The border between Georgia and South Carolina is made up completely by water. Most of it is the Savannah River and the lakes formed by damming said river. However, there is a small section formed by the Tugaloo and Chattooga Rivers.
I’ve paddled most of these bodies – the Savannah, Clark Hill Reservoir, Lake Russell, Lake Hartwell, and the Chattooga River. I haven’t paddled the entire length, but I’ve taken a pretty big chunk out of it.
The past couple of weeks I’ve had the chance to kayak two of the uppermost lakes along the border – Lake Yonah and Lake Tugaloo. Both of these turned out to be spectacular paddling destinations.
I had planned to paddle up to Longnose Falls with a couple of friends. Sadly, both had to bow out for various reasons. That left me with a car already loaded with gear, so I decided to do a solo trek. I had been wanting to explore Lake Yonah, so this was the opportunity.
There are two public access points on Lake Yonah. One is a boat ramp at the southern end of the lake, near the dam, and the other is a ramp at a campground at the upper end of the lake. For this trip I opted for the lower ramp.
I arrived early on a Thursday morning to find several vehicles parked at the ramp, but no activity. I had the place to myself. I got the boat ready and launched into the cove around the ramp.
The cove led out past some very nice lake houses, then past the Yonah Dam to the main part of the lake.
Yonah Lake is quite narrow, in a mountainous setting. There were one or two boats out, but not much traffic at all. The houses were all kept neatly, not ostentatious, and most with nice boat houses and docks. It looked like the type of place I’d love to own.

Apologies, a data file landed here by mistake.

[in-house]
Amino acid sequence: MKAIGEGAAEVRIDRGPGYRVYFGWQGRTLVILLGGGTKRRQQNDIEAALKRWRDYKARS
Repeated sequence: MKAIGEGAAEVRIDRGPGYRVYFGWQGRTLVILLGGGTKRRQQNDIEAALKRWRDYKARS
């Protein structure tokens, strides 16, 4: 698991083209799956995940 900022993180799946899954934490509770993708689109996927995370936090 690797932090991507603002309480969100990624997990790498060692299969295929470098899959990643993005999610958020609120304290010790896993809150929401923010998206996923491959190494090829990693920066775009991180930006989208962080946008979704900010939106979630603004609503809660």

I like to explore little coves, especially if there is a tributary with a waterfall or at least a babbling brook. I really only found one. Battle Creek enters from the north end of the lake.
Just around the corner from this was the Lake Tugaloo Dam.
On the east side of the dam there was an exposed rock wall. After a bit of scrambling I found my way to a view point. This looked like an old rock quarry, or at least a deep cove.
I paddled back toward the dam to see if there was an entrance to the quarry area. Sadly, I couldn’t find one easily accessible.
On the Georgia side there was a campground with a boat ramp. It looked like a great place to spend some time.
I made my way back to the other end of the lake. Boat traffic was starting to pick up. I watched one guy doing some amazing wakeboard skiing. He would let the line go slack then just ride the wake without the boat really pulling him.
I made it back to the ramp, having paddled 6.5 miles from end to end. It’s not a long lake, but the scenery was quite nice. I’d like to come back in the fall when the colors are out.
Here’s a link to the album from that trip.
Lake Tugaloo – Tallulah Gorge Arm
Lake Tugaloo is the northern most lake on the Georgia-South Carolina border. It is fed by the Chattooga River to the northeast and the Tallulah River from the west. I had paddled this lake along the Chattooga branch, but had not explored the Tallulah Gorge branch.
There is only one boat ramp on the South Carolina side of the lake. This ramp is accessed by a LONG winding road. Most of it’s paved, but there is a long dirt section. The pavement starts again just at the access to the ramp, but it’s a narrow, single-lane frequented by buses carrying rafting company customers. I drove cautiously.